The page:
TDEC advises children, pregnant women to avoid eating two species of fish from Cherokee Reservoir

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NASHVILLE, Tenn. (WATE) – The Tennessee Department of Environment and Conservation announced the extension of the existing precautionary fish consumption advisory on the Holston River due to mercury to also include Cherokee Reservoir.

TDEC advises that pregnant or nursing mothers and children avoid eating both black bass and catfish species from Cherokee Reservoir and that all others limit consumption to one meal per month. The advisory for the Holston River upstream of Cherokee Reservoir will continue to be for all fish species. 

In August 2007, the department issued a precautionary advisory on the Holston River in East Tennessee which included the upper portion of Cherokee Reservoir, the John Sevier Detention Reservoir, and the Holston River.

“Precautionary fish consumption advisories are specifically directed to sensitive populations such as children, pregnant women, nursing mothers and those who may eat fish frequently from the same body of water.”

– TDEC Deputy Commissioner Greg Young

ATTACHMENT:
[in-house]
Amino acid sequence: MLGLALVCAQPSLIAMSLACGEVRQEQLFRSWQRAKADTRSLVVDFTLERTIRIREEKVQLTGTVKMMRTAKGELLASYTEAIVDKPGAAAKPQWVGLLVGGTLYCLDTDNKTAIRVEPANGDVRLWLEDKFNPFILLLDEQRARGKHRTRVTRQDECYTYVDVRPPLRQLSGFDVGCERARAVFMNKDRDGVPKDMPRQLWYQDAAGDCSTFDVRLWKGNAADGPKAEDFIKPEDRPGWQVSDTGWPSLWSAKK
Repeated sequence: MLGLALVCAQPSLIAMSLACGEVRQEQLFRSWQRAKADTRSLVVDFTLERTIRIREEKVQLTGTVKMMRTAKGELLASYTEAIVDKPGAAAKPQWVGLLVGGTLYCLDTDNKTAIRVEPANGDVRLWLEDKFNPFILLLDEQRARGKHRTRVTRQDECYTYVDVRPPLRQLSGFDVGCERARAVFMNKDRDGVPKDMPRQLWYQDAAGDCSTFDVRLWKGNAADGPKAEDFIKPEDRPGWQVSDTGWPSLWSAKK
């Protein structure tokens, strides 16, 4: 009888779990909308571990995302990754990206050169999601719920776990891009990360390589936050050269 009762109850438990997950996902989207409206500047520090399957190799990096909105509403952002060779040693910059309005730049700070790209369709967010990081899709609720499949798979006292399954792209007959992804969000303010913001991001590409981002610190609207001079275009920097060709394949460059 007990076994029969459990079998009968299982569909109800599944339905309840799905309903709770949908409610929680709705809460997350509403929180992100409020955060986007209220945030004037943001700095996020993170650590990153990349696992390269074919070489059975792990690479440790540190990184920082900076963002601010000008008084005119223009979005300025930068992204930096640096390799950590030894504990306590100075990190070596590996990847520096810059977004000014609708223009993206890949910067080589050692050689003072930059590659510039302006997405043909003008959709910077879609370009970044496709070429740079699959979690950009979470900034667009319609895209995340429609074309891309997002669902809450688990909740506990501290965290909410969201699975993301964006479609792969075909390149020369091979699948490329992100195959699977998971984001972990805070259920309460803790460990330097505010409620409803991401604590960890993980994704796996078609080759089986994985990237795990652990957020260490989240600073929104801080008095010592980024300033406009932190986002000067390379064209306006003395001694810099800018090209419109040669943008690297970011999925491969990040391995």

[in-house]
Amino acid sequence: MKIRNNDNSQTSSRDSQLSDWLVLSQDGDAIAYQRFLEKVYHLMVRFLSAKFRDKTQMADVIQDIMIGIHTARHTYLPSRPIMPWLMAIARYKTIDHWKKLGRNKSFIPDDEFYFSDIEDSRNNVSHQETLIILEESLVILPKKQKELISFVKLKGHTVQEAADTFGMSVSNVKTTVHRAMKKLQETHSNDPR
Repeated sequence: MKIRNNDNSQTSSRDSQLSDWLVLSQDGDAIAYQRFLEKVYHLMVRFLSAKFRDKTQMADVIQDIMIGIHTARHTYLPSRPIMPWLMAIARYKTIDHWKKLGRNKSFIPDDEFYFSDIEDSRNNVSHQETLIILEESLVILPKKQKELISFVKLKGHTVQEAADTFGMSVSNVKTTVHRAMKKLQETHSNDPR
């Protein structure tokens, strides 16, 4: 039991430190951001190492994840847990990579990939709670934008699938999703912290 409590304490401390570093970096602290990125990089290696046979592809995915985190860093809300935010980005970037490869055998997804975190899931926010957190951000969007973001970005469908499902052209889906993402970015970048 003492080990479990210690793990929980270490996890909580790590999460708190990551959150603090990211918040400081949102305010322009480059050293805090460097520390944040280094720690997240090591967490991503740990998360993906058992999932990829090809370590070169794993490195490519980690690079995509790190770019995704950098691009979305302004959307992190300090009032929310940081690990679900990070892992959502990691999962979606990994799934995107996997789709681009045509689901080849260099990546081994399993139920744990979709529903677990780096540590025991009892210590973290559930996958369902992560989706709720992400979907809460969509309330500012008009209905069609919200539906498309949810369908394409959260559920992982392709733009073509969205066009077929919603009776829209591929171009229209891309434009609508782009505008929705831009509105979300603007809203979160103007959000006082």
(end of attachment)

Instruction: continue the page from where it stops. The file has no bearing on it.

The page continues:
The advisory was due to mercury levels in various bass species that exceeded the new trigger point for mercury in fish tissue.

The advisory extended from the Poor Valley Creek Embayment on Cherokee Reservoir upstream to the confluence of the North Holston River near Kingsport. As a result of additional studies by TDEC and the Tennessee Valley Authority, TDEC has expanded the advisory to the entirety of Cherokee Reservoir.

The advisory on Cherokee Reservoir will include both black bass and catfish species. The advisory for the Holston River upstream of Cherokee Reservoir will continue to be for all fish species.

“We provide these advisories so the community can make informed decisions about whether or not to consume the fish they catch,” TDEC Deputy Commissioner Greg Young said. “Unlike ‘do not consume’ advisories that warn the general population to avoid eating fish from a particular body of water altogether, precautionary fish consumption advisories are specifically directed to sensitive populations such as children, pregnant women, nursing mothers and those who may eat fish frequently from the same body of water.”

TDEC will post warning signs at public access points and will work with the Tennessee Wildlife Resources Agency to communicate this information to the public.

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